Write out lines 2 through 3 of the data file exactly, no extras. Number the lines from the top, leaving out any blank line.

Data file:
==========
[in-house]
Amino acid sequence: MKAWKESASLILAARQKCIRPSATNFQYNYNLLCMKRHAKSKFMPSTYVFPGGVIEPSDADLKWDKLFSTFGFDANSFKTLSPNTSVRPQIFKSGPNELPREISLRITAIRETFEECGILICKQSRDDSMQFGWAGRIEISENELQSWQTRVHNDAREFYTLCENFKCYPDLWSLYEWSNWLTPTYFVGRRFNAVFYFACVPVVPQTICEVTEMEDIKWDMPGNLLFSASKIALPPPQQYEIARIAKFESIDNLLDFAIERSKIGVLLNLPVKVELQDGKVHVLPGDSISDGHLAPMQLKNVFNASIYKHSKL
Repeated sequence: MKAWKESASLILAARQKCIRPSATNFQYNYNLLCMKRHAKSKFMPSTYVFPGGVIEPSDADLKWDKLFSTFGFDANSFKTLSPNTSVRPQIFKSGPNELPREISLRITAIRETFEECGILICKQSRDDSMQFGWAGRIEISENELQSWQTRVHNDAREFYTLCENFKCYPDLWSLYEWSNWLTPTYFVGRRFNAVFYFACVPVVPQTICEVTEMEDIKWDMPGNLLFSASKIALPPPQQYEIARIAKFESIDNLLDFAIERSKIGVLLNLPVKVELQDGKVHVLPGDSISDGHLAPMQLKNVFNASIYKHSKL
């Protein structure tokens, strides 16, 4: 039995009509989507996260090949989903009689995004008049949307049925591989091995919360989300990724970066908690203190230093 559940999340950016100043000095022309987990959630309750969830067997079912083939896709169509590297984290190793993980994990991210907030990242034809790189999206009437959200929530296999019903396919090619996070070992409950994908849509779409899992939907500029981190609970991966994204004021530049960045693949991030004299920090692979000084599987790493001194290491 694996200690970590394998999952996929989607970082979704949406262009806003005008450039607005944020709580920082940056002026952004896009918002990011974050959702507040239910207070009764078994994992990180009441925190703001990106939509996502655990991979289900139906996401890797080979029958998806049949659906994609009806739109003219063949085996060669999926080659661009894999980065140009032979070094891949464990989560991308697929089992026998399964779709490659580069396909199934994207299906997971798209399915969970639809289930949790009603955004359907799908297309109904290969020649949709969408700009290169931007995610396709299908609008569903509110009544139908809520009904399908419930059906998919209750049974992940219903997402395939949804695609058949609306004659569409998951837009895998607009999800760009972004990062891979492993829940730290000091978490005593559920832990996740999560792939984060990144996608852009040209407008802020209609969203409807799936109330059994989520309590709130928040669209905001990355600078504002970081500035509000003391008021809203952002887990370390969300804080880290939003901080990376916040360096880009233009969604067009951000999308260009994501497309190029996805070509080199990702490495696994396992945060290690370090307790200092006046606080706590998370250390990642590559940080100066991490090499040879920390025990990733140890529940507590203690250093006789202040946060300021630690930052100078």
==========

Amino acid sequence: MKAWKESASLILAARQKCIRPSATNFQYNYNLLCMKRHAKSKFMPSTYVFPGGVIEPSDADLKWDKLFSTFGFDANSFKTLSPNTSVRPQIFKSGPNELPREISLRITAIRETFEECGILICKQSRDDSMQFGWAGRIEISENELQSWQTRVHNDAREFYTLCENFKCYPDLWSLYEWSNWLTPTYFVGRRFNAVFYFACVPVVPQTICEVTEMEDIKWDMPGNLLFSASKIALPPPQQYEIARIAKFESIDNLLDFAIERSKIGVLLNLPVKVELQDGKVHVLPGDSISDGHLAPMQLKNVFNASIYKHSKL
Repeated sequence: MKAWKESASLILAARQKCIRPSATNFQYNYNLLCMKRHAKSKFMPSTYVFPGGVIEPSDADLKWDKLFSTFGFDANSFKTLSPNTSVRPQIFKSGPNELPREISLRITAIRETFEECGILICKQSRDDSMQFGWAGRIEISENELQSWQTRVHNDAREFYTLCENFKCYPDLWSLYEWSNWLTPTYFVGRRFNAVFYFACVPVVPQTICEVTEMEDIKWDMPGNLLFSASKIALPPPQQYEIARIAKFESIDNLLDFAIERSKIGVLLNLPVKVELQDGKVHVLPGDSISDGHLAPMQLKNVFNASIYKHSKL